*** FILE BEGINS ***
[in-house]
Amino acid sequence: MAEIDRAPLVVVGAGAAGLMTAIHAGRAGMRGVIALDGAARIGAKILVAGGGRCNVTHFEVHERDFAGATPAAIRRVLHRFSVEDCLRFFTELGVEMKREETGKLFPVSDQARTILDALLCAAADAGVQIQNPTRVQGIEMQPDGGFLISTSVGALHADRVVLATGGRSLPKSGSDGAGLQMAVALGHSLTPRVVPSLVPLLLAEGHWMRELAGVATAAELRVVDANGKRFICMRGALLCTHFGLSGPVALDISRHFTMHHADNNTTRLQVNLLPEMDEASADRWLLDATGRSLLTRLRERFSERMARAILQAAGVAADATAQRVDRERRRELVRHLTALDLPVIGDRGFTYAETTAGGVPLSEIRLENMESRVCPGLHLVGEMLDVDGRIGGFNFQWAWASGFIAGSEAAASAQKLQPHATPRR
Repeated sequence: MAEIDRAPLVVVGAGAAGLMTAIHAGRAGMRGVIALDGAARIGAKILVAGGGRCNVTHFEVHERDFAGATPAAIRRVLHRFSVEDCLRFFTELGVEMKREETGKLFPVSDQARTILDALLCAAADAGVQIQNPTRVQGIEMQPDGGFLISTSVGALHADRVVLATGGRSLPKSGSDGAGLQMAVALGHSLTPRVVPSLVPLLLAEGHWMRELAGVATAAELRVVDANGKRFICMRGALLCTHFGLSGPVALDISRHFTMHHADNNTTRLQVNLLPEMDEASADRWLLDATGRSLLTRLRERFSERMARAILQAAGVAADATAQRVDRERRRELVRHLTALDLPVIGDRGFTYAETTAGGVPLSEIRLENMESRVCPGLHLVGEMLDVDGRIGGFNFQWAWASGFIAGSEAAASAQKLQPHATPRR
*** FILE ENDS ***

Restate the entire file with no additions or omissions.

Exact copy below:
[in-house]
Amino acid sequence: MAEIDRAPLVVVGAGAAGLMTAIHAGRAGMRGVIALDGAARIGAKILVAGGGRCNVTHFEVHERDFAGATPAAIRRVLHRFSVEDCLRFFTELGVEMKREETGKLFPVSDQARTILDALLCAAADAGVQIQNPTRVQGIEMQPDGGFLISTSVGALHADRVVLATGGRSLPKSGSDGAGLQMAVALGHSLTPRVVPSLVPLLLAEGHWMRELAGVATAAELRVVDANGKRFICMRGALLCTHFGLSGPVALDISRHFTMHHADNNTTRLQVNLLPEMDEASADRWLLDATGRSLLTRLRERFSERMARAILQAAGVAADATAQRVDRERRRELVRHLTALDLPVIGDRGFTYAETTAGGVPLSEIRLENMESRVCPGLHLVGEMLDVDGRIGGFNFQWAWASGFIAGSEAAASAQKLQPHATPRR
Repeated sequence: MAEIDRAPLVVVGAGAAGLMTAIHAGRAGMRGVIALDGAARIGAKILVAGGGRCNVTHFEVHERDFAGATPAAIRRVLHRFSVEDCLRFFTELGVEMKREETGKLFPVSDQARTILDALLCAAADAGVQIQNPTRVQGIEMQPDGGFLISTSVGALHADRVVLATGGRSLPKSGSDGAGLQMAVALGHSLTPRVVPSLVPLLLAEGHWMRELAGVATAAELRVVDANGKRFICMRGALLCTHFGLSGPVALDISRHFTMHHADNNTTRLQVNLLPEMDEASADRWLLDATGRSLLTRLRERFSERMARAILQAAGVAADATAQRVDRERRRELVRHLTALDLPVIGDRGFTYAETTAGGVPLSEIRLENMESRVCPGLHLVGEMLDVDGRIGGFNFQWAWASGFIAGSEAAASAQKLQPHATPRR